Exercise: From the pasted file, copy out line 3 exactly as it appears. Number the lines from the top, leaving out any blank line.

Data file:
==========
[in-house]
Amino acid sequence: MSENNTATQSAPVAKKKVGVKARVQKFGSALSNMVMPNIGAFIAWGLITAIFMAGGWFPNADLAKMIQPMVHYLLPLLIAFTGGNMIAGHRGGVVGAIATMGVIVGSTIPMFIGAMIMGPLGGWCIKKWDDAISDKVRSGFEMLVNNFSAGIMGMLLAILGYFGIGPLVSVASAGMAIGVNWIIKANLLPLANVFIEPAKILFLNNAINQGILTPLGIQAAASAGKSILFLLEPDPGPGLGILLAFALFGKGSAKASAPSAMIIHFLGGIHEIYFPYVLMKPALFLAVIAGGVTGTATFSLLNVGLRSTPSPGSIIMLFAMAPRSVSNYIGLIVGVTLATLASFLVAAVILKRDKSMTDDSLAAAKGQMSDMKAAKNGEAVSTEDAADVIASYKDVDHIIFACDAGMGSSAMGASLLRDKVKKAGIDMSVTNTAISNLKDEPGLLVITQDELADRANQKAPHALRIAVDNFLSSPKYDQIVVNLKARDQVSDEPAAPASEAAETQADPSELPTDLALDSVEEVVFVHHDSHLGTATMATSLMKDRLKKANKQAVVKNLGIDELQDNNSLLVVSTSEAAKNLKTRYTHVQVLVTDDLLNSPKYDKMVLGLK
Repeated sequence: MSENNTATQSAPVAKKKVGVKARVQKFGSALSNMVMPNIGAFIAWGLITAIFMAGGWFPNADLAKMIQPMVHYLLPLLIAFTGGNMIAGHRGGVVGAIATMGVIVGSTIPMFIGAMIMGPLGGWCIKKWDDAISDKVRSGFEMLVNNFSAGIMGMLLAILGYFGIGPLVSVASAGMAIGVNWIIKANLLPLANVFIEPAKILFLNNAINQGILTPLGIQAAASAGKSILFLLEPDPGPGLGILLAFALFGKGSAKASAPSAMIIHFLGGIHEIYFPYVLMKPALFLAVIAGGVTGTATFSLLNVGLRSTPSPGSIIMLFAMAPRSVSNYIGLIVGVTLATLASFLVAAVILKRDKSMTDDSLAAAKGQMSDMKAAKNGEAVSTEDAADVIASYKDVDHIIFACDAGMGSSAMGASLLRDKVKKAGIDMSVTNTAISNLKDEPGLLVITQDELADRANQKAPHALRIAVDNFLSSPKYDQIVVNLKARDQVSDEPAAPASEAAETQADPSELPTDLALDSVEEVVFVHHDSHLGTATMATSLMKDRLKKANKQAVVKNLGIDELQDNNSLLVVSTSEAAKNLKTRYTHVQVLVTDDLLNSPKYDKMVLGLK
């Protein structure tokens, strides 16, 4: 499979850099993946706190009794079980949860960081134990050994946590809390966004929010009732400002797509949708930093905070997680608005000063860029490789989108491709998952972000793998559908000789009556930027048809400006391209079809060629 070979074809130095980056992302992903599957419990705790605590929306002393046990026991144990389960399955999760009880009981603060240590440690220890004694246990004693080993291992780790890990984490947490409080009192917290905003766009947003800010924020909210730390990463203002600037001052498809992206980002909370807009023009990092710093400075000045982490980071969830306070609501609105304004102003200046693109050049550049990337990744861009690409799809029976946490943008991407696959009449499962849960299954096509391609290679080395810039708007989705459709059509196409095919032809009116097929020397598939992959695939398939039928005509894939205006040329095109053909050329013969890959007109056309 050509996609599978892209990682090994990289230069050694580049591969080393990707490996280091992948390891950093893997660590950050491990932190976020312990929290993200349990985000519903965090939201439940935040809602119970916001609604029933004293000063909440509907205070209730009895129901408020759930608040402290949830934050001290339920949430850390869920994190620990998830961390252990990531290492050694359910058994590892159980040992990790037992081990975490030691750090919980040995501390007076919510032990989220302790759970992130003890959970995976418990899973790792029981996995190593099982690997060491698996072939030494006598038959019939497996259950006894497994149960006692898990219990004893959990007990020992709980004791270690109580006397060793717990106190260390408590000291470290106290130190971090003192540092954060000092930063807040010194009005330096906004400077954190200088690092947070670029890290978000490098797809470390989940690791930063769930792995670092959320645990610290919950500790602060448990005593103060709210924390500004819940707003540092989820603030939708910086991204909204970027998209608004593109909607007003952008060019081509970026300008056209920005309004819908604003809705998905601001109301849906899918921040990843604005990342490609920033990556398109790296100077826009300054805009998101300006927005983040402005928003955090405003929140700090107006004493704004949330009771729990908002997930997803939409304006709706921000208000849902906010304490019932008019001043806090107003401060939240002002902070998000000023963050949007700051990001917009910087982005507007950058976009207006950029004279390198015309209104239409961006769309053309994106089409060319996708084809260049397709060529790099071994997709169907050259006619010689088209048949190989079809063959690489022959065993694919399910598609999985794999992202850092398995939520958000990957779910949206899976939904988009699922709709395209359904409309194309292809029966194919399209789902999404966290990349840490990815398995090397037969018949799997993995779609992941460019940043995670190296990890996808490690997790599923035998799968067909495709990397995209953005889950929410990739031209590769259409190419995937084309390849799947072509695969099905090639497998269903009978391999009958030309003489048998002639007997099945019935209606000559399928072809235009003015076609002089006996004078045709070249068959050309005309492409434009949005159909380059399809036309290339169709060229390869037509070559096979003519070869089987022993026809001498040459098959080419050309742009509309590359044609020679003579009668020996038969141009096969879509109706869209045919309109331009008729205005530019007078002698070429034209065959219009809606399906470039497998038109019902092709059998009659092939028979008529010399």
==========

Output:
Repeated sequence: MSENNTATQSAPVAKKKVGVKARVQKFGSALSNMVMPNIGAFIAWGLITAIFMAGGWFPNADLAKMIQPMVHYLLPLLIAFTGGNMIAGHRGGVVGAIATMGVIVGSTIPMFIGAMIMGPLGGWCIKKWDDAISDKVRSGFEMLVNNFSAGIMGMLLAILGYFGIGPLVSVASAGMAIGVNWIIKANLLPLANVFIEPAKILFLNNAINQGILTPLGIQAAASAGKSILFLLEPDPGPGLGILLAFALFGKGSAKASAPSAMIIHFLGGIHEIYFPYVLMKPALFLAVIAGGVTGTATFSLLNVGLRSTPSPGSIIMLFAMAPRSVSNYIGLIVGVTLATLASFLVAAVILKRDKSMTDDSLAAAKGQMSDMKAAKNGEAVSTEDAADVIASYKDVDHIIFACDAGMGSSAMGASLLRDKVKKAGIDMSVTNTAISNLKDEPGLLVITQDELADRANQKAPHALRIAVDNFLSSPKYDQIVVNLKARDQVSDEPAAPASEAAETQADPSELPTDLALDSVEEVVFVHHDSHLGTATMATSLMKDRLKKANKQAVVKNLGIDELQDNNSLLVVSTSEAAKNLKTRYTHVQVLVTDDLLNSPKYDKMVLGLK